US dioceses are beginning to make strides toward including women in leadership roles; in Boston, men still hold many of the top jobs, but O’Malley hired former Boston and Milton school administrator Mary Grassa O’Neill to run the Catholic schools and supported the appointment of two successive female heads of Catholic Charities of Boston. For years, one of his top advisers on sexual abuse was also a woman.
“He has always reached out to women leaders for advice,” said Regis College president Antoinette M. Hays, a nurse who added that O’Malley has consulted her on health care and poverty issues.
But O’Malley’s traditionalist sensibility, like that of the church he loves, upset women in a couple of episodes early in his tenure. In his first year in Boston, he drew criticism from Catholic women for including feminism in a list of societal ills, in a homily. Shortly thereafter, he excluded women from the ritual of foot-washing on Holy Thursday. He later apologized for the upset he had caused, praising Christian feminists and, during Holy Week the next year, washing the feet of women as well as men.
The Vatican’s crackdown last year on the Leadership Conference of Women Religious, the major confederation of nuns in the United States, underscored the vast disparity in power between the Vatican’s male hierarchy and religious women within the church. And many laity found the tone of the Vatican’s rebuke insulting to religious sisters. Laypeople held hundreds of vigils across the United States on their behalf.
The Vatican upbraided the women’s conference for doctrinal problems, saying it failed to speak out strenuously enough against abortion, allowed speakers with unacceptable viewpoints, and seemed to embrace “radical feminism.” Several bishops were assigned to oversee the organization.
The president of the sisters’ leadership conference told the Daily Beast after Benedict’s resignation last month that the nuns hope to start fresh with a new pope.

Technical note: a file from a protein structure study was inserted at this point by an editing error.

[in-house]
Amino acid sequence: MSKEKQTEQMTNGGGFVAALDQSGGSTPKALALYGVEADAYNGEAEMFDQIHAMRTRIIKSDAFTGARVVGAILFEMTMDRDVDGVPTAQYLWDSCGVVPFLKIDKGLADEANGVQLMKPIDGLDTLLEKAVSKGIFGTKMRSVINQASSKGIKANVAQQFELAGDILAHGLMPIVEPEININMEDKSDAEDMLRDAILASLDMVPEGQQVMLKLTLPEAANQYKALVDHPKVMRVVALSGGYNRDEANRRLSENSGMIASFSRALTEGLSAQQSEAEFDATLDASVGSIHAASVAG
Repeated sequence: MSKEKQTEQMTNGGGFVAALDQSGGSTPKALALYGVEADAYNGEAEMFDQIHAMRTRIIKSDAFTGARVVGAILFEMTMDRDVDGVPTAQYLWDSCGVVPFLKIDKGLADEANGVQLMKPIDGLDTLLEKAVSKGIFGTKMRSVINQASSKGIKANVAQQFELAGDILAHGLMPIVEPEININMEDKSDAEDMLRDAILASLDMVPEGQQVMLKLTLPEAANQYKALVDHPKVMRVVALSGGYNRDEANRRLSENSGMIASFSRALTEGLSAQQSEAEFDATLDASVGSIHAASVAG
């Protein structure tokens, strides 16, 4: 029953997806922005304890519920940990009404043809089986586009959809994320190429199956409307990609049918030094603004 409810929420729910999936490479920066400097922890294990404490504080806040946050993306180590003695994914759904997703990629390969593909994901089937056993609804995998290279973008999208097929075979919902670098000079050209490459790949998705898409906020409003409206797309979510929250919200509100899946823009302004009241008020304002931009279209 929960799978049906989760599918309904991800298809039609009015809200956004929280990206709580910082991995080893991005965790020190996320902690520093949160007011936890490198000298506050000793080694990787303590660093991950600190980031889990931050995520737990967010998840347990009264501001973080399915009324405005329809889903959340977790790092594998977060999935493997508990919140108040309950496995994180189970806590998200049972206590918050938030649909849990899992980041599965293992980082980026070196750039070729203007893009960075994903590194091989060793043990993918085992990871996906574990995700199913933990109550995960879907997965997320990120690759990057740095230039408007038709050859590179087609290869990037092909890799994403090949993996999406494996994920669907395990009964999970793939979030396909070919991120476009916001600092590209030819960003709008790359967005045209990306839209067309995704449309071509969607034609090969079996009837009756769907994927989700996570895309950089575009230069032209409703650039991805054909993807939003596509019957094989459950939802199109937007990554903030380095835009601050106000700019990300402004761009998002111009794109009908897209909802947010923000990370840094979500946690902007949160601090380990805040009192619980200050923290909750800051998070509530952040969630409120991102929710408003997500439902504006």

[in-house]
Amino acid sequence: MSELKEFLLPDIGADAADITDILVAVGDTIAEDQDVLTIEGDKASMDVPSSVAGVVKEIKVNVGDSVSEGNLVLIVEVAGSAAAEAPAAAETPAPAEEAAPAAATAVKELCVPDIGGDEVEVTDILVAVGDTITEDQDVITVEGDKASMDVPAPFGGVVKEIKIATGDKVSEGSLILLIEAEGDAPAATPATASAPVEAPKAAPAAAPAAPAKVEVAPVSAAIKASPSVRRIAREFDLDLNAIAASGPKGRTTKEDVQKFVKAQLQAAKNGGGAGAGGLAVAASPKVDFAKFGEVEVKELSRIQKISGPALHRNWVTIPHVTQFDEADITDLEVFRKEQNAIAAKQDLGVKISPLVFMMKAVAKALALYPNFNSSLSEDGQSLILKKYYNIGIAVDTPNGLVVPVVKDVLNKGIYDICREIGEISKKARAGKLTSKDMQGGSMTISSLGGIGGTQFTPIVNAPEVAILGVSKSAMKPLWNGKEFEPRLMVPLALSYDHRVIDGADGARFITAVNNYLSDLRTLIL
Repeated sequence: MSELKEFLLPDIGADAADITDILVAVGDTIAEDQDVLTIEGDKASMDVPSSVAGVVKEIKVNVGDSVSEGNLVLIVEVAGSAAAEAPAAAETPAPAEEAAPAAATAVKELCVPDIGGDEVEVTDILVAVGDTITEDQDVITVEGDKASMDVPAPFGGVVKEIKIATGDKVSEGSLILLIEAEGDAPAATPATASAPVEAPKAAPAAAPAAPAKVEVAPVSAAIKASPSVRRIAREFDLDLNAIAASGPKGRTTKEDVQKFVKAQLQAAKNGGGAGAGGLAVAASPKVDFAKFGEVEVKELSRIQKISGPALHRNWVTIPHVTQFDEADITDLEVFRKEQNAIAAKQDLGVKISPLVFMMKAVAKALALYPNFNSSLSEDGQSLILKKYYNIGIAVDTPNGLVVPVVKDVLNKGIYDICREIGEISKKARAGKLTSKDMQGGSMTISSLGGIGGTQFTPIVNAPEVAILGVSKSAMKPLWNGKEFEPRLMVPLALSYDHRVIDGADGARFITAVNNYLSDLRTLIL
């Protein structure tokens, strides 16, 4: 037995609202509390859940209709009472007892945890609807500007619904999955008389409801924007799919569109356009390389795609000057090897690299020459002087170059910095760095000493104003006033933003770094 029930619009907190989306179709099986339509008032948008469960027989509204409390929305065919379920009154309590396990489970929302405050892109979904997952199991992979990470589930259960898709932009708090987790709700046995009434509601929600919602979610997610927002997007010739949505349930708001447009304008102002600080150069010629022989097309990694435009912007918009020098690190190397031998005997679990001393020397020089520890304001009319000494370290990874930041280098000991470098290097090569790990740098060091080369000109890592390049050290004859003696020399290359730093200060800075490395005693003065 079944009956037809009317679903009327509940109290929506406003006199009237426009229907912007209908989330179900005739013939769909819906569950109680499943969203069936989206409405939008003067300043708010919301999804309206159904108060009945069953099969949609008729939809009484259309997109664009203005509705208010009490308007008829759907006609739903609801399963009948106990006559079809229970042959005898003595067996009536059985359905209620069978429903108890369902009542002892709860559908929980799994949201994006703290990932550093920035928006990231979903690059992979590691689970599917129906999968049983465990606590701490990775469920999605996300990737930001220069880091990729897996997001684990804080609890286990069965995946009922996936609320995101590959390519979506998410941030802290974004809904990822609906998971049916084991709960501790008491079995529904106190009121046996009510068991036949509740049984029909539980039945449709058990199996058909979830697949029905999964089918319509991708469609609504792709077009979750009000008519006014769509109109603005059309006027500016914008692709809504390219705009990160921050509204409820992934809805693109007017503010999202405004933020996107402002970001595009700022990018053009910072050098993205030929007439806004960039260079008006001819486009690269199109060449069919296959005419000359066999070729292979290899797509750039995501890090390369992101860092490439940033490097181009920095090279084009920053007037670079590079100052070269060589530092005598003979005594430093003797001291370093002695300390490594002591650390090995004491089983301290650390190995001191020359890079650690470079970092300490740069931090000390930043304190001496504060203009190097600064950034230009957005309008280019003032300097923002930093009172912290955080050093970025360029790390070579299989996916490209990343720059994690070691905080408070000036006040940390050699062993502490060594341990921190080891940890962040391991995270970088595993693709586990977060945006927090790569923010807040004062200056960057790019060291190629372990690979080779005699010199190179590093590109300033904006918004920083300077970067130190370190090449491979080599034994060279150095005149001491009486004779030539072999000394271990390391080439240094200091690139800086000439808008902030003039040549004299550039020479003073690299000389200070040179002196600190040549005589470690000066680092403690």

O’Malley did not criticize the content of the Vatican’s report but said he regretted that the situation fostered a perception that the church is hostile to women, something he called “a great concern” given the church’s strenuous efforts to redouble its evangelization efforts and reconnect with inactive Catholics.
The proper place of women is hardly a matter of unanimity, even within the church. Just outside the Vatican walls, Sister Bernadette Reis, dressed in a slate blue jacket and skirt, radiates good cheer as she greets people from the neighborhood around her convent.
Reis is a member of the Daughters of St. Paul, an order that observes many of the traditional aspects of communal life and focuses on communication of the gospel through its multimedia publishing company and bookstores. She lived for years at her congregation’s convent in Jamaica Plain but moved to Rome about a year ago to be an English language specialist in the bookstore.
At 45, she has no desire to be running a Vatican department. Books and blog posts are her homilies, she says; she does not want a pulpit.
She was glad to hear the cardinals talk about opening more doors to women, and she wants women’s voices to be heard and respected. But she is proud to be part of a tradition of religious sisters that are part of the church, yet set apart from its hierarchy. “The role women religious have in the church is prophetic,” she said. If the hierarchy fully integrated sisters, she says, “we would lose our prophetic voice.”